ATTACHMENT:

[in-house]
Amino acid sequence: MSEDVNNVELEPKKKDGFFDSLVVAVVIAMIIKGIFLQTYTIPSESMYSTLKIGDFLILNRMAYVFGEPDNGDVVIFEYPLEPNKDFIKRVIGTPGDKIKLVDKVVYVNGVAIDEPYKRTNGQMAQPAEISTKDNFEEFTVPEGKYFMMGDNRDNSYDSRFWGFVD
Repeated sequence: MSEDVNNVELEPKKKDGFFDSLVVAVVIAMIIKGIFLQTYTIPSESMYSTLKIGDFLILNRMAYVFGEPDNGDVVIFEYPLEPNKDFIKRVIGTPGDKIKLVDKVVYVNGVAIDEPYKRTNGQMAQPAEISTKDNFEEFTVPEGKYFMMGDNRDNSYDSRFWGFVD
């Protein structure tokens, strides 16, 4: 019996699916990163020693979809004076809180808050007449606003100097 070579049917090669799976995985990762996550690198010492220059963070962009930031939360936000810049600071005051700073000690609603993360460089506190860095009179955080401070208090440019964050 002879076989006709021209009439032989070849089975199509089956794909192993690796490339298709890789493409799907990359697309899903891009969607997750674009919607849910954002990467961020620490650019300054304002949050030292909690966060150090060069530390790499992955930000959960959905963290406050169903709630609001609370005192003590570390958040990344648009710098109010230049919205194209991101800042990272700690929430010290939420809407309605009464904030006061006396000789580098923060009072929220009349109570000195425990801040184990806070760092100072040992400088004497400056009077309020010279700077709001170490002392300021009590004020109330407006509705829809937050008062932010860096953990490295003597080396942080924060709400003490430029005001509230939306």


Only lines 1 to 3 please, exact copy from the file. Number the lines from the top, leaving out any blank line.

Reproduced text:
[in-house]
Amino acid sequence: MSEDVNNVELEPKKKDGFFDSLVVAVVIAMIIKGIFLQTYTIPSESMYSTLKIGDFLILNRMAYVFGEPDNGDVVIFEYPLEPNKDFIKRVIGTPGDKIKLVDKVVYVNGVAIDEPYKRTNGQMAQPAEISTKDNFEEFTVPEGKYFMMGDNRDNSYDSRFWGFVD
Repeated sequence: MSEDVNNVELEPKKKDGFFDSLVVAVVIAMIIKGIFLQTYTIPSESMYSTLKIGDFLILNRMAYVFGEPDNGDVVIFEYPLEPNKDFIKRVIGTPGDKIKLVDKVVYVNGVAIDEPYKRTNGQMAQPAEISTKDNFEEFTVPEGKYFMMGDNRDNSYDSRFWGFVD